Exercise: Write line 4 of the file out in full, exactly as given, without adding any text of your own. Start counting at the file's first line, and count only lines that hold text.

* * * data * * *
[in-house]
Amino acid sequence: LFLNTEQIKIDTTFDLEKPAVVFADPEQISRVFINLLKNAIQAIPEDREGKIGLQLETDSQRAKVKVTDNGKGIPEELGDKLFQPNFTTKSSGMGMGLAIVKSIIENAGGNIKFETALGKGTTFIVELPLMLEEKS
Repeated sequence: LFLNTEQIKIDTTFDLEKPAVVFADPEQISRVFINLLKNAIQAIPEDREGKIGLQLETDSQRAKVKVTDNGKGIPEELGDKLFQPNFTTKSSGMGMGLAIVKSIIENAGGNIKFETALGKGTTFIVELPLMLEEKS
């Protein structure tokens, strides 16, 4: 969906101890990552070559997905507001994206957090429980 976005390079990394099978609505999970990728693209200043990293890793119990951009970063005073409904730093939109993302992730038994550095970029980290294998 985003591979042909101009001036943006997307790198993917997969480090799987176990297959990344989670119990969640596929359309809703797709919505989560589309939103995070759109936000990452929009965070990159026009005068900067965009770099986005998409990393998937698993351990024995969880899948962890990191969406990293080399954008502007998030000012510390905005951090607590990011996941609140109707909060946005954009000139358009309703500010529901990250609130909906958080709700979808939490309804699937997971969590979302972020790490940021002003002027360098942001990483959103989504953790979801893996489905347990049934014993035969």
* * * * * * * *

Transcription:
């Protein structure tokens, strides 16, 4: 969906101890990552070559997905507001994206957090429980 976005390079990394099978609505999970990728693209200043990293890793119990951009970063005073409904730093939109993302992730038994550095970029980290294998 985003591979042909101009001036943006997307790198993917997969480090799987176990297959990344989670119990969640596929359309809703797709919505989560589309939103995070759109936000990452929009965070990159026009005068900067965009770099986005998409990393998937698993351990024995969880899948962890990191969406990293080399954008502007998030000012510390905005951090607590990011996941609140109707909060946005954009000139358009309703500010529901990250609130909906958080709700979808939490309804699937997971969590979302972020790490940021002003002027360098942001990483959103989504953790979801893996489905347990049934014993035969």